The U.S. economy expanded at a 2.2 percent annual rate in the first quarter, slightly weaker than expected. Consumer spending which accounts for about 70 percent of U.S. economic activity, increased at a 2.9 percent rate – contributing two percentage points to the overall growth rate.
Over the past year emerging markets have broadly lagged an upswing in global equity markets, yielding cumulative returns of 4.5 percent since last August. That’s less than half the return developed markets have provided (see graphic below).
For all the headline attention on euro zone political heat over the next six weeks or so (Spain is already in the spotlight, Sunday is the first round of the French presidential elections, Greece goes to the polls on May 6, Ireland votes on the EU fiscal pact on May 31 etc etc), global investors may be better rewarded if they follow the more mundane runes of the world’s manufacturing cycle for tips on market direction.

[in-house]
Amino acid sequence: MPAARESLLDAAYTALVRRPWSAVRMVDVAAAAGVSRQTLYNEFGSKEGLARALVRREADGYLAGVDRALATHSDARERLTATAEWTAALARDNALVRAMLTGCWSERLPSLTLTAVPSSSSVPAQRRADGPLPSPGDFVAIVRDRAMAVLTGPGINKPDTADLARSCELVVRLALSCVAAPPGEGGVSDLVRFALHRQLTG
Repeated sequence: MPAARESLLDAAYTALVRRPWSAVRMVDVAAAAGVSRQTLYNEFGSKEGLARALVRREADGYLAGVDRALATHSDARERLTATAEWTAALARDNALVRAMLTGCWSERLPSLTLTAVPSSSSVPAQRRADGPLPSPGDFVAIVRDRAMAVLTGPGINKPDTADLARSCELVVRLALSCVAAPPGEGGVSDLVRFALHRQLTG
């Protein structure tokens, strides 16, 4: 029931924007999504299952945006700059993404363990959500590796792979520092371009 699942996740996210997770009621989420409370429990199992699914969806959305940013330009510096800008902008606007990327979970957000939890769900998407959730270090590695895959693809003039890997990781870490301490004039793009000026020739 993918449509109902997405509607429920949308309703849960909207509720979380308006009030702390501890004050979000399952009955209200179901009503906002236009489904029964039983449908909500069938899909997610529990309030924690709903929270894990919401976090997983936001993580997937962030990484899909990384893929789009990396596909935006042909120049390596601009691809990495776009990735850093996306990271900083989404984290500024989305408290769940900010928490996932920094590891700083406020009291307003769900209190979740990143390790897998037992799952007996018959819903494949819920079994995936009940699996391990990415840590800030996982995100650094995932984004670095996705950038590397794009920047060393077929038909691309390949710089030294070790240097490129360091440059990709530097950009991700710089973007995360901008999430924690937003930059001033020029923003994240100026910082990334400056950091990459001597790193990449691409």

Now that the Fed appears to have dashed any lingering hopes for an imminent QE3, what’s next for emerging markets? Most observers put this year’s stellar performance of emerging bonds, currencies and equities largely down to the various money-printing or cheap money operations in the developed world. That’s kept core government bond yields bumping along near record lows and benefited higher-yielding emerging assets.
It’s been a while since Chinese stocks earned investors fat profits. Last year the Shanghai market lost 22 percent and the compounded return on equity investments there since 1993 is minus 3 percent. This year too China has underwhelmed, rising less than 3 percent so far. Broader emerging equities on the other hand have just concluded their best first quarter since 1992, with gains of over 13 percent.